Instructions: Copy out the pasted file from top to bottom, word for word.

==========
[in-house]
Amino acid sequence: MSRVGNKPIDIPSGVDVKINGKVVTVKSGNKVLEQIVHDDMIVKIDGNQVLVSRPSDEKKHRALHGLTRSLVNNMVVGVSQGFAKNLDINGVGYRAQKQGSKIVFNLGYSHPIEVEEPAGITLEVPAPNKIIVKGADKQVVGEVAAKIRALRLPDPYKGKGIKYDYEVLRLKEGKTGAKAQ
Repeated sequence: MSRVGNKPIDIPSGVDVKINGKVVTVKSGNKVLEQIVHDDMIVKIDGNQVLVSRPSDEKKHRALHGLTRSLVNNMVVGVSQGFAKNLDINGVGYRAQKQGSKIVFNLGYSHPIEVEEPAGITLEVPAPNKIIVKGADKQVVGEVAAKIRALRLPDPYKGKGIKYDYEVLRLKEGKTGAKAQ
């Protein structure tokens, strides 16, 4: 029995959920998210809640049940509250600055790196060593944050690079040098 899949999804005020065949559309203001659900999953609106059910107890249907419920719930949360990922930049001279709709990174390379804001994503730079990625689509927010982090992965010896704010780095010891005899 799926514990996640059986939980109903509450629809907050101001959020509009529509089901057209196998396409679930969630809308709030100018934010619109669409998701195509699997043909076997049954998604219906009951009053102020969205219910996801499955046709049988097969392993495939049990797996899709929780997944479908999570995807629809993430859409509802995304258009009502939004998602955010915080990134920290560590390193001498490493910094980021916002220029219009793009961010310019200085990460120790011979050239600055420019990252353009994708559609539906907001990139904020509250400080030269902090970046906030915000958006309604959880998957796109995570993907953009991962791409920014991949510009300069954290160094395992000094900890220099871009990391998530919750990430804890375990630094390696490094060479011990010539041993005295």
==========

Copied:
[in-house]
Amino acid sequence: MSRVGNKPIDIPSGVDVKINGKVVTVKSGNKVLEQIVHDDMIVKIDGNQVLVSRPSDEKKHRALHGLTRSLVNNMVVGVSQGFAKNLDINGVGYRAQKQGSKIVFNLGYSHPIEVEEPAGITLEVPAPNKIIVKGADKQVVGEVAAKIRALRLPDPYKGKGIKYDYEVLRLKEGKTGAKAQ
Repeated sequence: MSRVGNKPIDIPSGVDVKINGKVVTVKSGNKVLEQIVHDDMIVKIDGNQVLVSRPSDEKKHRALHGLTRSLVNNMVVGVSQGFAKNLDINGVGYRAQKQGSKIVFNLGYSHPIEVEEPAGITLEVPAPNKIIVKGADKQVVGEVAAKIRALRLPDPYKGKGIKYDYEVLRLKEGKTGAKAQ
């Protein structure tokens, strides 16, 4: 029995959920998210809640049940509250600055790196060593944050690079040098 899949999804005020065949559309203001659900999953609106059910107890249907419920719930949360990922930049001279709709990174390379804001994503730079990625689509927010982090992965010896704010780095010891005899 799926514990996640059986939980109903509450629809907050101001959020509009529509089901057209196998396409679930969630809308709030100018934010619109669409998701195509699997043909076997049954998604219906009951009053102020969205219910996801499955046709049988097969392993495939049990797996899709929780997944479908999570995807629809993430859409509802995304258009009502939004998602955010915080990134920290560590390193001498490493910094980021916002220029219009793009961010310019200085990460120790011979050239600055420019990252353009994708559609539906907001990139904020509250400080030269902090970046906030915000958006309604959880998957796109995570993907953009991962791409920014991949510009300069954290160094395992000094900890220099871009990391998530919750990430804890375990630094390696490094060479011990010539041993005295």